What asset owners need for their hard work to turn into material results is another level of data. The Asset Owners Disclosure Project that launches today (October 22) in London has – if supported – the potential to provide three key elements in the climate information puzzle: independence to push the boundaries of progress, a focus on material risk management, and competition. The aim of the initiative, which has been running for Australian superannuation funds for a number of years, is to give funds their own global and national benchmark ranking amongst their peers about the carbon impact of their shareholdings. The information to be collected and published by this project represents a different but complementary data-set to the (unrelated) Carbon Disclosure Project – the world’s largest database of primary corporate climate change information used to measure and disclose greenhouse gas emissions and climate change strategies.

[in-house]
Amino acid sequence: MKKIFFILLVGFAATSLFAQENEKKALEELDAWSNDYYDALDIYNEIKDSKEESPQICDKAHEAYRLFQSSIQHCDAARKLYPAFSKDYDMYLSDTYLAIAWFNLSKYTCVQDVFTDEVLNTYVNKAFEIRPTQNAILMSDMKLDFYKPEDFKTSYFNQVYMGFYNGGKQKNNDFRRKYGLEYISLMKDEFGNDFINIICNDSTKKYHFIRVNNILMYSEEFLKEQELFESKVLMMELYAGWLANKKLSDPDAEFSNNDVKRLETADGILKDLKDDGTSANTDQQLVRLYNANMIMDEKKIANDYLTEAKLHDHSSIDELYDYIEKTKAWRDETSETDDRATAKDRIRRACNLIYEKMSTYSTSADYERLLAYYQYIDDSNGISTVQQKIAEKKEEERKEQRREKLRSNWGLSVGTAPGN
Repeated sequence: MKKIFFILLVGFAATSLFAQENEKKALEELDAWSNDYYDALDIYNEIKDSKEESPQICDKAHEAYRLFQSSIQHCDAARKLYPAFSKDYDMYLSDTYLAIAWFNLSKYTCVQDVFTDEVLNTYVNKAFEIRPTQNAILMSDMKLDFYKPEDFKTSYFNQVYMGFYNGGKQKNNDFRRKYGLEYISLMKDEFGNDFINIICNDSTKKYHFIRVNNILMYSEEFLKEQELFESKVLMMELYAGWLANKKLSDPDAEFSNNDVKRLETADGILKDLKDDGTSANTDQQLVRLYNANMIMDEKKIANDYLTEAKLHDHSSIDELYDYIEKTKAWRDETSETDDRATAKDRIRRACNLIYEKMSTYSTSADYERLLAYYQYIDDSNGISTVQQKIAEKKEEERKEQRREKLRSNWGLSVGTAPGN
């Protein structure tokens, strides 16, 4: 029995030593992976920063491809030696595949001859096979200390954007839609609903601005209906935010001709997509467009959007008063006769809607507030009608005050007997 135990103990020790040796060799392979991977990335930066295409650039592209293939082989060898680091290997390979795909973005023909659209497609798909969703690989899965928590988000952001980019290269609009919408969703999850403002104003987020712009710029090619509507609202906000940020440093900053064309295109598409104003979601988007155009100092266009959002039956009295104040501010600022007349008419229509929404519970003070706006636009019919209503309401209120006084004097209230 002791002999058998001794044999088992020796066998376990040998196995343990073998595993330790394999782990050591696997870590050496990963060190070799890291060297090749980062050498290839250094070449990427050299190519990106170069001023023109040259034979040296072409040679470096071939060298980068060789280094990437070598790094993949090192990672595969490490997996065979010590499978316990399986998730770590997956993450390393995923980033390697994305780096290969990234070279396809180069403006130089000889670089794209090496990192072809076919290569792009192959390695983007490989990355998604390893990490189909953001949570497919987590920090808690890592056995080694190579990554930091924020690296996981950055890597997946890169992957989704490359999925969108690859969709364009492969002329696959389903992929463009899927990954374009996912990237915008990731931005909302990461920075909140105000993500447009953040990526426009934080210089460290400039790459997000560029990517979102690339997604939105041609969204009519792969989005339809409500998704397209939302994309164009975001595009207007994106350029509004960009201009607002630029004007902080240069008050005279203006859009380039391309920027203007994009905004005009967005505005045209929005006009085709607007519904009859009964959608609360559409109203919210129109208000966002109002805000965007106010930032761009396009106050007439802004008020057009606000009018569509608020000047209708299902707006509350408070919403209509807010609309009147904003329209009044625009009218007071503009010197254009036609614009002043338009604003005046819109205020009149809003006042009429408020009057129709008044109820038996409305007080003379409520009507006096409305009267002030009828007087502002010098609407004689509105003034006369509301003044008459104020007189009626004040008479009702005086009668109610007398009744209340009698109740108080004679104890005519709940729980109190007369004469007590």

The first year of the Asset Owners Disclosure Project will survey the world’s largest 1,000 asset owners including pension funds, superannuation funds, insurance companies and sovereign wealth funds. The Project will send information requests to the funds from next week and will compile the data before public release next March. To give each fund a comparison of how they performed, each fund will receive their national and global rank in each area of their business. For all the great work that asset owners have achieved around integrating ESG into their policies and practices, what is needed is the test of materiality provided by climate change. If asset owners portfolios are left unprotected from future rapid rises in carbon prices then a whole world of ESG integration will have been wasted. The financial and social consequences of that risk manifesting itself will destroy any benefits built up through studious work over many years. For asset owners to go to the next level, they need their own emissions reduction strategies across their portfolio investments. They will also need to urgently start hedging climate risk of all types, perhaps in creative ways we haven’t even thought of yet.